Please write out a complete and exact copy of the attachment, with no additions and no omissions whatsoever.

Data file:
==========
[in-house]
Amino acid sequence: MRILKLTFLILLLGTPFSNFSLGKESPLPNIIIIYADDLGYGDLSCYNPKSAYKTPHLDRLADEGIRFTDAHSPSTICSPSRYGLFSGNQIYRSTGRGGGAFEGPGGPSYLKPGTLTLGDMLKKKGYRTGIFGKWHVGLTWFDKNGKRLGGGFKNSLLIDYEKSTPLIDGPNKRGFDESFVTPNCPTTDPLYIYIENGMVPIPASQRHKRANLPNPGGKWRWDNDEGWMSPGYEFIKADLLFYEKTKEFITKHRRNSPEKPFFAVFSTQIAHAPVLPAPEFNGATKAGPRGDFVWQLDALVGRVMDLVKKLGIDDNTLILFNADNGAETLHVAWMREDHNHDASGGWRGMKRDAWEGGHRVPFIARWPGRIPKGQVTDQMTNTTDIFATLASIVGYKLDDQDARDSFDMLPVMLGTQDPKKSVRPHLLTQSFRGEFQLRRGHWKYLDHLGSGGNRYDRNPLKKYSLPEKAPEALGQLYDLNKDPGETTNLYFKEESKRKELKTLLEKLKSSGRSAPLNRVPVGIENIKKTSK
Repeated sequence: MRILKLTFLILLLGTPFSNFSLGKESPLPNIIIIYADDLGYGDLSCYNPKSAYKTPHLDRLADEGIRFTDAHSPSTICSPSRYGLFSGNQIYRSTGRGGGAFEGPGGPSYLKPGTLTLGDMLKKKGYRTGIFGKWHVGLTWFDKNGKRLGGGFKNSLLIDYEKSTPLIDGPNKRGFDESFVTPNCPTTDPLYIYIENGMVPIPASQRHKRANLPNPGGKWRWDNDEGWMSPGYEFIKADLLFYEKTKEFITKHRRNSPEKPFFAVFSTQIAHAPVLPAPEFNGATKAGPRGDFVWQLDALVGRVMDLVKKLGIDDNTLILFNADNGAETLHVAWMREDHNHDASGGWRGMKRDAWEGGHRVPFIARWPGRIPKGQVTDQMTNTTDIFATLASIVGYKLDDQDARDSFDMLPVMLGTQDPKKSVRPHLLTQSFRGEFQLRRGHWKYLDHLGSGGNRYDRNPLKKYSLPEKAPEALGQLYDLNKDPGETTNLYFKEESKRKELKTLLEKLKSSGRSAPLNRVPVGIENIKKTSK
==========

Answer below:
[in-house]
Amino acid sequence: MRILKLTFLILLLGTPFSNFSLGKESPLPNIIIIYADDLGYGDLSCYNPKSAYKTPHLDRLADEGIRFTDAHSPSTICSPSRYGLFSGNQIYRSTGRGGGAFEGPGGPSYLKPGTLTLGDMLKKKGYRTGIFGKWHVGLTWFDKNGKRLGGGFKNSLLIDYEKSTPLIDGPNKRGFDESFVTPNCPTTDPLYIYIENGMVPIPASQRHKRANLPNPGGKWRWDNDEGWMSPGYEFIKADLLFYEKTKEFITKHRRNSPEKPFFAVFSTQIAHAPVLPAPEFNGATKAGPRGDFVWQLDALVGRVMDLVKKLGIDDNTLILFNADNGAETLHVAWMREDHNHDASGGWRGMKRDAWEGGHRVPFIARWPGRIPKGQVTDQMTNTTDIFATLASIVGYKLDDQDARDSFDMLPVMLGTQDPKKSVRPHLLTQSFRGEFQLRRGHWKYLDHLGSGGNRYDRNPLKKYSLPEKAPEALGQLYDLNKDPGETTNLYFKEESKRKELKTLLEKLKSSGRSAPLNRVPVGIENIKKTSK
Repeated sequence: MRILKLTFLILLLGTPFSNFSLGKESPLPNIIIIYADDLGYGDLSCYNPKSAYKTPHLDRLADEGIRFTDAHSPSTICSPSRYGLFSGNQIYRSTGRGGGAFEGPGGPSYLKPGTLTLGDMLKKKGYRTGIFGKWHVGLTWFDKNGKRLGGGFKNSLLIDYEKSTPLIDGPNKRGFDESFVTPNCPTTDPLYIYIENGMVPIPASQRHKRANLPNPGGKWRWDNDEGWMSPGYEFIKADLLFYEKTKEFITKHRRNSPEKPFFAVFSTQIAHAPVLPAPEFNGATKAGPRGDFVWQLDALVGRVMDLVKKLGIDDNTLILFNADNGAETLHVAWMREDHNHDASGGWRGMKRDAWEGGHRVPFIARWPGRIPKGQVTDQMTNTTDIFATLASIVGYKLDDQDARDSFDMLPVMLGTQDPKKSVRPHLLTQSFRGEFQLRRGHWKYLDHLGSGGNRYDRNPLKKYSLPEKAPEALGQLYDLNKDPGETTNLYFKEESKRKELKTLLEKLKSSGRSAPLNRVPVGIENIKKTSK